Initially, the city of Oran does not take care of its most vulnerable populations, and as a result, the city suffers for it. This too parallels our COVID-19 world.
Today, it is disproportionately black and brown workers, women, and working-class people who are fueling the teetering economy by working jobs that expose them more frequently to the virus. They are forced to go to jobs where they interact with others, rather than stay at home in recommended isolation, because they cannot afford to stay home. Undocumented workers harvesting crops, are considered “critical to the food supply chain” by the same people who consider them ‘illegal’ and a burden to this country (Corchado 2020). The jobs that don’t provide a living wage, like grocery stores and fast-food drive-thrus, are now considered “essential”.
All over the America Latinos and Black people make up the majority of the COVID-19 infections and deaths (Kendi 2020). Although they are deemed “essential” workers, it cannot be said the same for their lives.
As the demographics of the virus’ victims began to become public, many concluded that the coronavirus was not as bad as they thought it was going to be. Even as the death toll continues to skyrocket, people complain about the extension of a stay at home order. For many among the dominant, White US culture, the measures put in place to help slow down the virus—wearing masks, social distancing, restricting travel—have become a nuisance and an attack on their “freedoms”. As The Atlantic writer Adam Serwer so poignantly proposes, “Coronavirus was an emergency until Trump found out who was dying” (2020).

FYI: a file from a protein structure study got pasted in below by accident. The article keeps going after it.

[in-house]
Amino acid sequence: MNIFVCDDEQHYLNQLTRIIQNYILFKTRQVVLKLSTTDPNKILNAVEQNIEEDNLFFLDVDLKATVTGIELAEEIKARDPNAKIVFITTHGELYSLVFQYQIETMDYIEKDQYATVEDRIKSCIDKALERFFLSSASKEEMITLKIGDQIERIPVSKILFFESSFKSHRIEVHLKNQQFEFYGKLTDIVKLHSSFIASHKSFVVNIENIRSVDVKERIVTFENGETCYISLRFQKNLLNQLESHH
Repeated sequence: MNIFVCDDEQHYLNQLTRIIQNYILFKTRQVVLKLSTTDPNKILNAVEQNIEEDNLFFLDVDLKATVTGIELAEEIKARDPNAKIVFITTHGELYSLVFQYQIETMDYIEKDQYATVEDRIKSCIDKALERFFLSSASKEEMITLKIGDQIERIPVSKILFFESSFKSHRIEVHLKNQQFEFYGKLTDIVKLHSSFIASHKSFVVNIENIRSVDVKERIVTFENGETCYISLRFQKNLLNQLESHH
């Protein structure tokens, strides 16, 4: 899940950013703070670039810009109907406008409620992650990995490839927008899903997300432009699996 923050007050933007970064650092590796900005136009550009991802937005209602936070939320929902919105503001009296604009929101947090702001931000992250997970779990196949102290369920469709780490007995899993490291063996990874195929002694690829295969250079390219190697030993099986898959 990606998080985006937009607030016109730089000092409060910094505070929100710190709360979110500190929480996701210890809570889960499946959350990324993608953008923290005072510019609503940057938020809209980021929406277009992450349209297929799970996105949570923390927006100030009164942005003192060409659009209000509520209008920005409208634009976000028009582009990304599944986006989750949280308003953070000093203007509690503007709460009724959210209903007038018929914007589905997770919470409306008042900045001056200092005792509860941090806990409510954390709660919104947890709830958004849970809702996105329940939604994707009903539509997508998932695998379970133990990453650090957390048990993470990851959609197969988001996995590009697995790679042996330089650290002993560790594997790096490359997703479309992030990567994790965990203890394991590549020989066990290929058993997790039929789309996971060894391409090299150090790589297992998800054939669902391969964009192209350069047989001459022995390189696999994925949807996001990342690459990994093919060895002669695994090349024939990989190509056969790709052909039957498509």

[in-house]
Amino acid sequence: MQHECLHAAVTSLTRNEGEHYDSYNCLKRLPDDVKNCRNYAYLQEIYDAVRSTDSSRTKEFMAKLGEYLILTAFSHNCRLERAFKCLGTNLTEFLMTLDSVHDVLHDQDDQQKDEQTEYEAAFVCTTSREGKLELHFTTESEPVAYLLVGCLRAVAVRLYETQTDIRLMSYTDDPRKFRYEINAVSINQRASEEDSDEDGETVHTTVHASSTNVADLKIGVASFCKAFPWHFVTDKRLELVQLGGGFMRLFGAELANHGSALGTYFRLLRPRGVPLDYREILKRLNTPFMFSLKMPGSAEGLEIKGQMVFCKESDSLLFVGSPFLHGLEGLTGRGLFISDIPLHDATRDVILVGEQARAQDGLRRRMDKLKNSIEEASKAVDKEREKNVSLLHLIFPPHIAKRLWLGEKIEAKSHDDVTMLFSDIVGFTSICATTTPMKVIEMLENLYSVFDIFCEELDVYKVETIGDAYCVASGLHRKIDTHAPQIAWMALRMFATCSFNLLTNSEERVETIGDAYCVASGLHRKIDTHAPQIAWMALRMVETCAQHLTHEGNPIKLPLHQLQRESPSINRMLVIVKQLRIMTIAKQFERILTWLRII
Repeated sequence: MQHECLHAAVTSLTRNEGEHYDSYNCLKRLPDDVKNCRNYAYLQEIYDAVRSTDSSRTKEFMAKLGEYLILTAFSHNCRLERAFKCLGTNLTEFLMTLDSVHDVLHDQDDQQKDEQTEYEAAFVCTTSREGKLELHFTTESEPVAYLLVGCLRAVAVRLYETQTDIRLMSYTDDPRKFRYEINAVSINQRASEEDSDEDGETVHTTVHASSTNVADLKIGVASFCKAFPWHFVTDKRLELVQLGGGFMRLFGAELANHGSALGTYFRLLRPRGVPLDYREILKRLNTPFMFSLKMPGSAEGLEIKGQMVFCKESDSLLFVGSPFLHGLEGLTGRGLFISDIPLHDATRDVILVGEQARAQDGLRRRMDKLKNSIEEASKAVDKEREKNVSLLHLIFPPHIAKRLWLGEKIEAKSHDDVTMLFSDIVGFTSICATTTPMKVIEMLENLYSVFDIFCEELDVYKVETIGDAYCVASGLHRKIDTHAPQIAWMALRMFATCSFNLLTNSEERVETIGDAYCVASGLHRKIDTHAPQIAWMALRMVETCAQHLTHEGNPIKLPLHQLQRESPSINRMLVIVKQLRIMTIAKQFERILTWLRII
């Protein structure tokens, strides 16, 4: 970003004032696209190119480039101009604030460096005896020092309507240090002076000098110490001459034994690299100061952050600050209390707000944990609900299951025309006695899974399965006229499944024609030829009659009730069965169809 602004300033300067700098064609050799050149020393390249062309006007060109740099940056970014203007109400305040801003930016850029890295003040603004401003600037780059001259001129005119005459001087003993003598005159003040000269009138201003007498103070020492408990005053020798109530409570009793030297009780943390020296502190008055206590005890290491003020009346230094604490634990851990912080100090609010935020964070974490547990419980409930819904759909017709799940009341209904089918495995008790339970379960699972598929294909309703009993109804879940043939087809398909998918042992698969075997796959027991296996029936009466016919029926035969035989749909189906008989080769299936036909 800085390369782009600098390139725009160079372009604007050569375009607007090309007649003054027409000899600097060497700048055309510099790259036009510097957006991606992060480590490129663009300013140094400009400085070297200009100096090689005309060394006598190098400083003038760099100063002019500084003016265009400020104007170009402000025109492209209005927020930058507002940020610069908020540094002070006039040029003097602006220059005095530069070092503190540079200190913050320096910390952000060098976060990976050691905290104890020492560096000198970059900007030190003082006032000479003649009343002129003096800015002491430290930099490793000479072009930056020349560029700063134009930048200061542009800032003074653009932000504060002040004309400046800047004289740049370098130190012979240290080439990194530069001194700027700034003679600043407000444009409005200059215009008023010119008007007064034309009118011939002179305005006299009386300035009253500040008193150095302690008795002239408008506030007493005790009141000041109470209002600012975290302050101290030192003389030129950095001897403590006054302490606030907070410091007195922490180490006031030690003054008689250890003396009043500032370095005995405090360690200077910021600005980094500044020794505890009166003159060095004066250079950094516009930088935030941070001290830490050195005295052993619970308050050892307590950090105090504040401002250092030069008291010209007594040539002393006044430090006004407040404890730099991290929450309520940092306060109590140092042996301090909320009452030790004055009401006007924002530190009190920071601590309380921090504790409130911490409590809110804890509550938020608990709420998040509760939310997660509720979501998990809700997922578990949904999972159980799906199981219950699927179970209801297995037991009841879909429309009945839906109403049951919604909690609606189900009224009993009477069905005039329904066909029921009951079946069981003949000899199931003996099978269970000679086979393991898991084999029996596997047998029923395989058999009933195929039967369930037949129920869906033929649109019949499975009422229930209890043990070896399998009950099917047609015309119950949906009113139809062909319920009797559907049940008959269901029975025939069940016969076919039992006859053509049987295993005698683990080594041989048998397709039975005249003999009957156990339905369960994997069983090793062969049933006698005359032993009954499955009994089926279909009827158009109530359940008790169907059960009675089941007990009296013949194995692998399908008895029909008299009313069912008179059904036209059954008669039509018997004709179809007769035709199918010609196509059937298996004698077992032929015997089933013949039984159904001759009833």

Camus laments the lack of compassion. “But what are a hundred million deaths?… And since a dead man has no substance unless one has actually seen him dead, a hundred million corpses broadcast through history are no more than a puff of smoke in the imagination” (Camus 38).
Some things are easier to imagine than others. To imagine holding a $20 bill, for example, is easier than imagining a room filled with a billion cash dollars. It’s easier for many to imagine tomorrow’s monotonous quarantine events than to imagine there is a serious pandemic while everyone in their immediate circle may seem to be fine.
To fight the plague, Camus offers, one needs to apply one’s imagination beyond one’s self. That’s what imagination is for, isn’t it?
I often think about imagination in the context of COVID-19. I think about it as a resource for those who feel their dread becoming so unbearable that they prefer to jump into the precariousness of open economies rather than walk the path of human solidarity.
I am emotionally overwhelmed by the amount of death caused by the pandemic. I am emotionally drained worrying about my loved ones, my community, my city. I feel emotionally abused by Trump-headed politicians, “White America” culture, and the prioritization of profit over people.
I am a Latina woman. A working-class immigrant. My identities combined seem to clear any obstacles in my path to contracting COVID-19. Can you, like Camus, imagine?